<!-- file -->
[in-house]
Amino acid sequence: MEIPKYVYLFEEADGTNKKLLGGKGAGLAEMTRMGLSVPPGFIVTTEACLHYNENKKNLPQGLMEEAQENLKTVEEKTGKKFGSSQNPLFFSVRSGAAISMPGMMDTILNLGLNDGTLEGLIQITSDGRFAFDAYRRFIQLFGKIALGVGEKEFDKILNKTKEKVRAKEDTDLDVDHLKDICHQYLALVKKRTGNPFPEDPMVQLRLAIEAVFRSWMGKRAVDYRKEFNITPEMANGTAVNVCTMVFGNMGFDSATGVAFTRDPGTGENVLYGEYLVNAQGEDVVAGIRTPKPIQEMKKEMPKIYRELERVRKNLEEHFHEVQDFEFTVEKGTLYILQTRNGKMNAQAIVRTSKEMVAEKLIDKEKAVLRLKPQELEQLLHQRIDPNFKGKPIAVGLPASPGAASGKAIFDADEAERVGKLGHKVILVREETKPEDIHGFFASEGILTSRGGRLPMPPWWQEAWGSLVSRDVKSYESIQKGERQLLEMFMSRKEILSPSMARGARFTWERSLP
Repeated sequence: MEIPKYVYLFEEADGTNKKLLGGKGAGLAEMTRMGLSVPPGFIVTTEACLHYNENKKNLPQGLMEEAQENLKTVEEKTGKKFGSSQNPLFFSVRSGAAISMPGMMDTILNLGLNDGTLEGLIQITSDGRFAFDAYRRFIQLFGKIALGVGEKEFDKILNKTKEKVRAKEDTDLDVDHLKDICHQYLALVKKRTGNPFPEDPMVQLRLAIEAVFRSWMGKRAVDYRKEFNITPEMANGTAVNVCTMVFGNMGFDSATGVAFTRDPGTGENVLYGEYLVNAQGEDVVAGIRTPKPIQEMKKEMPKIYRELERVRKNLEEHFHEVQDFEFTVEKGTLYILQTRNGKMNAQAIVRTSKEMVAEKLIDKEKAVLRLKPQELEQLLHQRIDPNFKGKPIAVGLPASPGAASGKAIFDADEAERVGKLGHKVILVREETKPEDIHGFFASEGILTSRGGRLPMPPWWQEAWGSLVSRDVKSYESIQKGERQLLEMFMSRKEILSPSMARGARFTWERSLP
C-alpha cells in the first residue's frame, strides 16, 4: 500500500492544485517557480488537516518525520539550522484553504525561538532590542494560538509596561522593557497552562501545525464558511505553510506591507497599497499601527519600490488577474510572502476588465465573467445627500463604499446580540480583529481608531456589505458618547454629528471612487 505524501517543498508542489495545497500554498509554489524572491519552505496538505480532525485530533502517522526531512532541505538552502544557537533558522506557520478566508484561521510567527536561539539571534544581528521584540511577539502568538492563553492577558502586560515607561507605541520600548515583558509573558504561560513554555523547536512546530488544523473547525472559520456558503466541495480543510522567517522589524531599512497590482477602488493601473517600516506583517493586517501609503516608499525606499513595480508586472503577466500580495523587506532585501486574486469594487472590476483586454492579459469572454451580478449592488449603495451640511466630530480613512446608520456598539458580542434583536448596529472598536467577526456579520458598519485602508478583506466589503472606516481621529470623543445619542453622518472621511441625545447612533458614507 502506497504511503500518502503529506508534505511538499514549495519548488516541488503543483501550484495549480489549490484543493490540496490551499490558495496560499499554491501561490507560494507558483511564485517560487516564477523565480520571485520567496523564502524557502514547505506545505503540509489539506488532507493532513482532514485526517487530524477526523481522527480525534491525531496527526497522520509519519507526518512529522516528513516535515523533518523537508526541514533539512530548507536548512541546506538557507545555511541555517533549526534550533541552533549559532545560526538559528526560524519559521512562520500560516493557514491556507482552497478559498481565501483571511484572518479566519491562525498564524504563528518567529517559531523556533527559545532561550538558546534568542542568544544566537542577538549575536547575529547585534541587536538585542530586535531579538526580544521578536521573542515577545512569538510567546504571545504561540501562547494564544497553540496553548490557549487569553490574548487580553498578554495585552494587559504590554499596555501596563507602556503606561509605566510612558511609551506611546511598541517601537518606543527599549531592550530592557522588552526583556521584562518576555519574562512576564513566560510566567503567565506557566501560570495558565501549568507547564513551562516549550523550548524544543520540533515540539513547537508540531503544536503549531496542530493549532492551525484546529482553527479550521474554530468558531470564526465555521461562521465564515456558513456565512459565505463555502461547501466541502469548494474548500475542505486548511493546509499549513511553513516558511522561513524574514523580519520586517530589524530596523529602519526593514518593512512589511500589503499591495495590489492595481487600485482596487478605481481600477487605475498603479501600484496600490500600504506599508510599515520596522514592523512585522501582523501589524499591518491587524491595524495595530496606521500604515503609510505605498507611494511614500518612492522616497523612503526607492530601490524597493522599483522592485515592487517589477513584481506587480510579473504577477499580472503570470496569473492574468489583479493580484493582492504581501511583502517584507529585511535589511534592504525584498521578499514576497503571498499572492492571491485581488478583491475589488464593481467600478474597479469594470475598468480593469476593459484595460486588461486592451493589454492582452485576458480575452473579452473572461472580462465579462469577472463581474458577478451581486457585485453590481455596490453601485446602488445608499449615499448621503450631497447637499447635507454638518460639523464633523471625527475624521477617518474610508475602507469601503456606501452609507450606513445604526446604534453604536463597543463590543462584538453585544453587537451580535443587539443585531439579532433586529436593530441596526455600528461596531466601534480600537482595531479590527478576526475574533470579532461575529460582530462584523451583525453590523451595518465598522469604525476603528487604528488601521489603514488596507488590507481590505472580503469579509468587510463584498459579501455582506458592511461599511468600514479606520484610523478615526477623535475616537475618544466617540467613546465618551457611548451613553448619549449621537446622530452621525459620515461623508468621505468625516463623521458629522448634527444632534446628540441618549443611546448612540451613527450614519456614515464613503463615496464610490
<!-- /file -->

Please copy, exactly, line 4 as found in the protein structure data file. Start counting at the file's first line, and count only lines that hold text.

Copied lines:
C-alpha cells in the first residue's frame, strides 16, 4: 500500500492544485517557480488537516518525520539550522484553504525561538532590542494560538509596561522593557497552562501545525464558511505553510506591507497599497499601527519600490488577474510572502476588465465573467445627500463604499446580540480583529481608531456589505458618547454629528471612487 505524501517543498508542489495545497500554498509554489524572491519552505496538505480532525485530533502517522526531512532541505538552502544557537533558522506557520478566508484561521510567527536561539539571534544581528521584540511577539502568538492563553492577558502586560515607561507605541520600548515583558509573558504561560513554555523547536512546530488544523473547525472559520456558503466541495480543510522567517522589524531599512497590482477602488493601473517600516506583517493586517501609503516608499525606499513595480508586472503577466500580495523587506532585501486574486469594487472590476483586454492579459469572454451580478449592488449603495451640511466630530480613512446608520456598539458580542434583536448596529472598536467577526456579520458598519485602508478583506466589503472606516481621529470623543445619542453622518472621511441625545447612533458614507 502506497504511503500518502503529506508534505511538499514549495519548488516541488503543483501550484495549480489549490484543493490540496490551499490558495496560499499554491501561490507560494507558483511564485517560487516564477523565480520571485520567496523564502524557502514547505506545505503540509489539506488532507493532513482532514485526517487530524477526523481522527480525534491525531496527526497522520509519519507526518512529522516528513516535515523533518523537508526541514533539512530548507536548512541546506538557507545555511541555517533549526534550533541552533549559532545560526538559528526560524519559521512562520500560516493557514491556507482552497478559498481565501483571511484572518479566519491562525498564524504563528518567529517559531523556533527559545532561550538558546534568542542568544544566537542577538549575536547575529547585534541587536538585542530586535531579538526580544521578536521573542515577545512569538510567546504571545504561540501562547494564544497553540496553548490557549487569553490574548487580553498578554495585552494587559504590554499596555501596563507602556503606561509605566510612558511609551506611546511598541517601537518606543527599549531592550530592557522588552526583556521584562518576555519574562512576564513566560510566567503567565506557566501560570495558565501549568507547564513551562516549550523550548524544543520540533515540539513547537508540531503544536503549531496542530493549532492551525484546529482553527479550521474554530468558531470564526465555521461562521465564515456558513456565512459565505463555502461547501466541502469548494474548500475542505486548511493546509499549513511553513516558511522561513524574514523580519520586517530589524530596523529602519526593514518593512512589511500589503499591495495590489492595481487600485482596487478605481481600477487605475498603479501600484496600490500600504506599508510599515520596522514592523512585522501582523501589524499591518491587524491595524495595530496606521500604515503609510505605498507611494511614500518612492522616497523612503526607492530601490524597493522599483522592485515592487517589477513584481506587480510579473504577477499580472503570470496569473492574468489583479493580484493582492504581501511583502517584507529585511535589511534592504525584498521578499514576497503571498499572492492571491485581488478583491475589488464593481467600478474597479469594470475598468480593469476593459484595460486588461486592451493589454492582452485576458480575452473579452473572461472580462465579462469577472463581474458577478451581486457585485453590481455596490453601485446602488445608499449615499448621503450631497447637499447635507454638518460639523464633523471625527475624521477617518474610508475602507469601503456606501452609507450606513445604526446604534453604536463597543463590543462584538453585544453587537451580535443587539443585531439579532433586529436593530441596526455600528461596531466601534480600537482595531479590527478576526475574533470579532461575529460582530462584523451583525453590523451595518465598522469604525476603528487604528488601521489603514488596507488590507481590505472580503469579509468587510463584498459579501455582506458592511461599511468600514479606520484610523478615526477623535475616537475618544466617540467613546465618551457611548451613553448619549449621537446622530452621525459620515461623508468621505468625516463623521458629522448634527444632534446628540441618549443611546448612540451613527450614519456614515464613503463615496464610490